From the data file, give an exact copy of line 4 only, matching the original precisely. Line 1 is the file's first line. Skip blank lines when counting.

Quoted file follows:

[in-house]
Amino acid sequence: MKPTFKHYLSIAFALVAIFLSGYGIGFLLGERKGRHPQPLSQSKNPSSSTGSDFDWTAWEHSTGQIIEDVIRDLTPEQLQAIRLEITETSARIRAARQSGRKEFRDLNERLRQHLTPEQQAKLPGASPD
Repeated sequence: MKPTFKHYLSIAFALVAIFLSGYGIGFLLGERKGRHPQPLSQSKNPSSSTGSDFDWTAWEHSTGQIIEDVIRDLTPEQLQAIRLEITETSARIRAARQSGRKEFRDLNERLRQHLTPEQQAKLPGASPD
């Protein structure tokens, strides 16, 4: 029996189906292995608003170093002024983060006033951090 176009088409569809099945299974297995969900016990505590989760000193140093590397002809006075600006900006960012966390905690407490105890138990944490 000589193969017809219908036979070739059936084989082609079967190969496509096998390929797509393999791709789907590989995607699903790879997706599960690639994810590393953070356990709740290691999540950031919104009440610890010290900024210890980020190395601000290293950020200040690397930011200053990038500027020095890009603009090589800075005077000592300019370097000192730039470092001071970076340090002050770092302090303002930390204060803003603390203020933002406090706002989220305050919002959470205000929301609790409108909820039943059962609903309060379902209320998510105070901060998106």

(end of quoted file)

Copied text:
């Protein structure tokens, strides 16, 4: 029996189906292995608003170093002024983060006033951090 176009088409569809099945299974297995969900016990505590989760000193140093590397002809006075600006900006960012966390905690407490105890138990944490 000589193969017809219908036979070739059936084989082609079967190969496509096998390929797509393999791709789907590989995607699903790879997706599960690639994810590393953070356990709740290691999540950031919104009440610890010290900024210890980020190395601000290293950020200040690397930011200053990038500027020095890009603009090589800075005077000592300019370097000192730039470092001071970076340090002050770092302090303002930390204060803003603390203020933002406090706002989220305050919002959470205000929301609790409108909820039943059962609903309060379902209320998510105070901060998106």